Album #31: Elastica — “Elastica” (1994)
A few months ago, an article in Indy Week argued the merits of multimedia gimmicks symphonies and orchestras are using to get people in the seats. In the end, agreed the conductors, directors and musicians interviewed, it doesn’t matter:
“I don’t care how a person arrives at their love and understanding of music. If it comes from loving Renaissance choral music, fine. If it comes from loving the music of John Williams, fine. If it’s Marvin Hamlisch, fine. I can see many avenues in, and multimedia is one of them.” —Timothy Myers, artistic director and principal conductor for the N.C. Opera
And opera man is right. Where and when you discover something is irrelevant — what matters is that you find it. Fans might have been (justifiably) horrified when The Beatles’ Revolution was used to sell Nike (oh how the Boomer hate to be called out on selling out), but a whole new generation discovered Nick Drake thanks to a commercial that single-handedly revitalized interest in a long-dead ’60s artist. Same goes for TV show themes, movie soundtracks, and, more commercials. Some producer champions a favorite forgotten, obscure or undiscovered band, and *bam* you suddenly have a new favorite group.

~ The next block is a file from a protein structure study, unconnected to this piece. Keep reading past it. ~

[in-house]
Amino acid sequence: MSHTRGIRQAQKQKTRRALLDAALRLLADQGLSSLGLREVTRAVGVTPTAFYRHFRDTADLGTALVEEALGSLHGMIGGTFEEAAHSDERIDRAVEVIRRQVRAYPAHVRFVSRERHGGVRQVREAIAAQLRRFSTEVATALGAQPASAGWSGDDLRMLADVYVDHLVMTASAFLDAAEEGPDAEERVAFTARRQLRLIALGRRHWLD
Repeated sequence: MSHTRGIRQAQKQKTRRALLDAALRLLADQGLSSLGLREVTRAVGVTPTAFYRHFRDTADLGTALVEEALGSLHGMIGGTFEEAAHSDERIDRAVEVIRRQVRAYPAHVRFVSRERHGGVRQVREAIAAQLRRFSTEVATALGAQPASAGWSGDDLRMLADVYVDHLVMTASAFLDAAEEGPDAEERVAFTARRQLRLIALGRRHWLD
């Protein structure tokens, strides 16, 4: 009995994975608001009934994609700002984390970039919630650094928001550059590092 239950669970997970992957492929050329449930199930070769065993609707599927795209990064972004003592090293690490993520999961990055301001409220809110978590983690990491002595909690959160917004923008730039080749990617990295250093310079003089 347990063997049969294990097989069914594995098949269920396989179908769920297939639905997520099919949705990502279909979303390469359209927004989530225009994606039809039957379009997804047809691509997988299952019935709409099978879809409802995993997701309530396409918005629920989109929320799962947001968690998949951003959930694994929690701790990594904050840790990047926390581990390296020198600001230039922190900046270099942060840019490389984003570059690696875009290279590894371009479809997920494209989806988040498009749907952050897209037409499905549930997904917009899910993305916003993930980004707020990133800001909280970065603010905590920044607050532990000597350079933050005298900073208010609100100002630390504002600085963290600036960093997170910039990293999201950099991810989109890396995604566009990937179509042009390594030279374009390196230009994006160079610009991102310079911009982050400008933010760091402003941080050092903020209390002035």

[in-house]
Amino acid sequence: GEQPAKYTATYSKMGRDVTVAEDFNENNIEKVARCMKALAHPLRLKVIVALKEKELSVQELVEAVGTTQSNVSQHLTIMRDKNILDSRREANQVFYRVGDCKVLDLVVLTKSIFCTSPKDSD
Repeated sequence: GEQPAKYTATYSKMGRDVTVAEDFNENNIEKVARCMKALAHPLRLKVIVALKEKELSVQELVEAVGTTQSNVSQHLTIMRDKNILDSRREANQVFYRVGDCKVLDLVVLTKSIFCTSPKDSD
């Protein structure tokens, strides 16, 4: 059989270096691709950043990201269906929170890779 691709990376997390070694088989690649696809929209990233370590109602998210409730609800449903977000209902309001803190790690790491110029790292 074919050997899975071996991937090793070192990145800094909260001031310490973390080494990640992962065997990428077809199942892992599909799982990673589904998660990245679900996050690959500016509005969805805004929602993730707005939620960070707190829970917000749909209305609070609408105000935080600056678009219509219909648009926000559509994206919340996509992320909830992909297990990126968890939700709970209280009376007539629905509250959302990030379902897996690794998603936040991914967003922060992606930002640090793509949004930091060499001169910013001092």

Such was the case with Elastica, who I discovered thanks to their song “Connection” being used in a TV teaser for 1995’s “Hackers” — tease being the appropriate word here. “Hackers” turned out to be a truly, truly awful movie that was laughable in how hard it tried to be cool. You know, like CYBERCOOL, DUDE. Adding insult to injury, “Connection” wasn’t even used in the movie, meaning I had just gotten suckered into a flick under false pretenses. (Okay, Angelina Jolie did look pretty bitchin’ in that pixie cut, I’ll give it that). It was certainly the last time I ever went to a film based solely on a commercial, even if, admittedly, it did lead me to Elastica.
Elastica had a short and storied career, noted as much for their legal problems as the two kick-ass albums they put out. Accused of lifting, plagiarizing and outright stealing rifts — according to a lawsuit from the band Wire that is — they at least had the good taste to borrow from groups like Wire, the Buzzcocks and Blondie, all of which informed their short, sharp post-punk songs. (They eventually rerecorded most of material for an extended take on the Peel Sessions; I was rather happy to stumble across that unexpected CD a few years back at a yard sale.) That compilation in particular has been in heavy rotation in my car for the last few years now, and isn’t going anywhere soon.